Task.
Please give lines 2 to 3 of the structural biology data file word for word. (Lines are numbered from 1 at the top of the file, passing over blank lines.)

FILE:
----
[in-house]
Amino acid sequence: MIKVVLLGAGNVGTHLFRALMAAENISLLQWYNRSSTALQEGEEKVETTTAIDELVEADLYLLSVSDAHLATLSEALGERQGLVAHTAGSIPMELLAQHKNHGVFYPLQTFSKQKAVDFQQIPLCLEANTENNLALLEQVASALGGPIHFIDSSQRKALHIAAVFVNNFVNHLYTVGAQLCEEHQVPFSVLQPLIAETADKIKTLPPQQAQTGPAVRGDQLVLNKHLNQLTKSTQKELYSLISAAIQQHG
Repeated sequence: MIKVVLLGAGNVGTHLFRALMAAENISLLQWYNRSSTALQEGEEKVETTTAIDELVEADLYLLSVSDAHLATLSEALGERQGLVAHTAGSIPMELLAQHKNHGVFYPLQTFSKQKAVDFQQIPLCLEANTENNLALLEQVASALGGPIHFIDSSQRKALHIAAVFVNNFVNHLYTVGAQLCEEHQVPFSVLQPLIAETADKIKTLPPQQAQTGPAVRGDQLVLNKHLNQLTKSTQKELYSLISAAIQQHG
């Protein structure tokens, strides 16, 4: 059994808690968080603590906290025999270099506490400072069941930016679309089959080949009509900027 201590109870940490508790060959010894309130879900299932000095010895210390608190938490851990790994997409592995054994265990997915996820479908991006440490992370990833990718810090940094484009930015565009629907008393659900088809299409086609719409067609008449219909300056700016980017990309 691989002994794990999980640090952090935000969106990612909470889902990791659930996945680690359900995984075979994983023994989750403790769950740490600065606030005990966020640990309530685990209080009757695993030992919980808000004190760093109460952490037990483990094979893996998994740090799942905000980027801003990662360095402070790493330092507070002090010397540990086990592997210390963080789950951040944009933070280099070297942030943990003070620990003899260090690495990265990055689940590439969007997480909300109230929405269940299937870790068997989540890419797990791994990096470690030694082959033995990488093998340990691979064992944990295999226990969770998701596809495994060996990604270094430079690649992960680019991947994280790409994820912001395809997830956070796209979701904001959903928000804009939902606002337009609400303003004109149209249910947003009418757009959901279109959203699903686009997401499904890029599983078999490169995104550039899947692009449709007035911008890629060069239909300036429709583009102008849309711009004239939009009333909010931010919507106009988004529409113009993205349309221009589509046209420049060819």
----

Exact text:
Amino acid sequence: MIKVVLLGAGNVGTHLFRALMAAENISLLQWYNRSSTALQEGEEKVETTTAIDELVEADLYLLSVSDAHLATLSEALGERQGLVAHTAGSIPMELLAQHKNHGVFYPLQTFSKQKAVDFQQIPLCLEANTENNLALLEQVASALGGPIHFIDSSQRKALHIAAVFVNNFVNHLYTVGAQLCEEHQVPFSVLQPLIAETADKIKTLPPQQAQTGPAVRGDQLVLNKHLNQLTKSTQKELYSLISAAIQQHG
Repeated sequence: MIKVVLLGAGNVGTHLFRALMAAENISLLQWYNRSSTALQEGEEKVETTTAIDELVEADLYLLSVSDAHLATLSEALGERQGLVAHTAGSIPMELLAQHKNHGVFYPLQTFSKQKAVDFQQIPLCLEANTENNLALLEQVASALGGPIHFIDSSQRKALHIAAVFVNNFVNHLYTVGAQLCEEHQVPFSVLQPLIAETADKIKTLPPQQAQTGPAVRGDQLVLNKHLNQLTKSTQKELYSLISAAIQQHG